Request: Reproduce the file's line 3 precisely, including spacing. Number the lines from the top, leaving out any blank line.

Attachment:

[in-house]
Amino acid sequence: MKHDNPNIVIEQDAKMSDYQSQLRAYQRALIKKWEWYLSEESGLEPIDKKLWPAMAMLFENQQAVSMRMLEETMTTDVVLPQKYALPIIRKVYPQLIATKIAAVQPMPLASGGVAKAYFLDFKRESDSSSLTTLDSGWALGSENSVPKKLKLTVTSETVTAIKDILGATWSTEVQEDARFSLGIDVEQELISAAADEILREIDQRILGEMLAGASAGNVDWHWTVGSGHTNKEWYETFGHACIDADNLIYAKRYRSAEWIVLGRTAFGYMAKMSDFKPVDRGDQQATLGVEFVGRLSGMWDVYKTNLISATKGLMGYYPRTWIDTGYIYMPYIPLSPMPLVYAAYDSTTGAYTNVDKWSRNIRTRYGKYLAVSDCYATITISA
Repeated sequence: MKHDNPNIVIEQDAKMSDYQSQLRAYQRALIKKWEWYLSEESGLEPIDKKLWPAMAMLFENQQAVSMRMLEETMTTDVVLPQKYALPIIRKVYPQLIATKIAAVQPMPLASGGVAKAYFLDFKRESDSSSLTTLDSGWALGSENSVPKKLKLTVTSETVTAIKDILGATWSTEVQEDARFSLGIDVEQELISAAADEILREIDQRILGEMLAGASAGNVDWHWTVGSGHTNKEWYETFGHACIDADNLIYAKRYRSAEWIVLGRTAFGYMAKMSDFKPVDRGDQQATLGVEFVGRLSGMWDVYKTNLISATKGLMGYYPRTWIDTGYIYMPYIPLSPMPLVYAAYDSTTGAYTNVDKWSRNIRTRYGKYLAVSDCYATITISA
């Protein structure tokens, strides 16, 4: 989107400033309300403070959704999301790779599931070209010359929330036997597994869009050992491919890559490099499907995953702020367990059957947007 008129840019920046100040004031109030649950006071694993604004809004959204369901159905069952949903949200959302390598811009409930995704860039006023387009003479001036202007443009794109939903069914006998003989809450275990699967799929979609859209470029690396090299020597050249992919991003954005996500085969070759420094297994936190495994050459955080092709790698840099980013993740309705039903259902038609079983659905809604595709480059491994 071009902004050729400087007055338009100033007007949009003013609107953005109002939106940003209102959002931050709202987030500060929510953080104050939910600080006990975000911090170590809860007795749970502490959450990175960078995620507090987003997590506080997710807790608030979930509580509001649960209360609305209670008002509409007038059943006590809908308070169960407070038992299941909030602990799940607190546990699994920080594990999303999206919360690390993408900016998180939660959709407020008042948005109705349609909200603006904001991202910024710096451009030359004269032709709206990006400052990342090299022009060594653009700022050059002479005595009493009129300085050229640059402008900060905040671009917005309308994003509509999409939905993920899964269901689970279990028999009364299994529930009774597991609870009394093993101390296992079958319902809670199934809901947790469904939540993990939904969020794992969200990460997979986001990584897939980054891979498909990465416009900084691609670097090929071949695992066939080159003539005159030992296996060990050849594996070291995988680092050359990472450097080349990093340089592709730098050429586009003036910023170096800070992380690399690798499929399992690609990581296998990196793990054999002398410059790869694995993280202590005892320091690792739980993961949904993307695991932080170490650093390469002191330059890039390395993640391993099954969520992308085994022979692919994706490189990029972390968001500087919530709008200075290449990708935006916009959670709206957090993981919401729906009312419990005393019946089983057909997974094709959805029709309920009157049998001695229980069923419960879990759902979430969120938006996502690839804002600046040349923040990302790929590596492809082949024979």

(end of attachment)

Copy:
Repeated sequence: MKHDNPNIVIEQDAKMSDYQSQLRAYQRALIKKWEWYLSEESGLEPIDKKLWPAMAMLFENQQAVSMRMLEETMTTDVVLPQKYALPIIRKVYPQLIATKIAAVQPMPLASGGVAKAYFLDFKRESDSSSLTTLDSGWALGSENSVPKKLKLTVTSETVTAIKDILGATWSTEVQEDARFSLGIDVEQELISAAADEILREIDQRILGEMLAGASAGNVDWHWTVGSGHTNKEWYETFGHACIDADNLIYAKRYRSAEWIVLGRTAFGYMAKMSDFKPVDRGDQQATLGVEFVGRLSGMWDVYKTNLISATKGLMGYYPRTWIDTGYIYMPYIPLSPMPLVYAAYDSTTGAYTNVDKWSRNIRTRYGKYLAVSDCYATITISA